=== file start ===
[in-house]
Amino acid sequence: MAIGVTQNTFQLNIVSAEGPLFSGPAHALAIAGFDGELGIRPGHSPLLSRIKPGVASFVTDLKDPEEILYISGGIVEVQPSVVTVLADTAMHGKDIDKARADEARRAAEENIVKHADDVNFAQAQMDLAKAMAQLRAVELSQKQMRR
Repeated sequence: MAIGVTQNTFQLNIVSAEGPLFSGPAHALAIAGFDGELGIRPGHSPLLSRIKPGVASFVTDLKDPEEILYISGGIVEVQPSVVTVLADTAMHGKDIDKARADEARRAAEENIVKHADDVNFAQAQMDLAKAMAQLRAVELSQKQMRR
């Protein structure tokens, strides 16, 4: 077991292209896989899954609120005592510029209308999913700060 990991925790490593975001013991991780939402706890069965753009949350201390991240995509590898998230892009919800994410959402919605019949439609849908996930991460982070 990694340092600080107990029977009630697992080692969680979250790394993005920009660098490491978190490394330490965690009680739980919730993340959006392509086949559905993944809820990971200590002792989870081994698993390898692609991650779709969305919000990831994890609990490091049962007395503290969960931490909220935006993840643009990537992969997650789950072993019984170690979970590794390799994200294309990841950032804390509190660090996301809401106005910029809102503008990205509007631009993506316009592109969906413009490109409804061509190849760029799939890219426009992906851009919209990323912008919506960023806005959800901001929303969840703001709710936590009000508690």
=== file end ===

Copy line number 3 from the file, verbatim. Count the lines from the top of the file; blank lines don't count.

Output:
Repeated sequence: MAIGVTQNTFQLNIVSAEGPLFSGPAHALAIAGFDGELGIRPGHSPLLSRIKPGVASFVTDLKDPEEILYISGGIVEVQPSVVTVLADTAMHGKDIDKARADEARRAAEENIVKHADDVNFAQAQMDLAKAMAQLRAVELSQKQMRR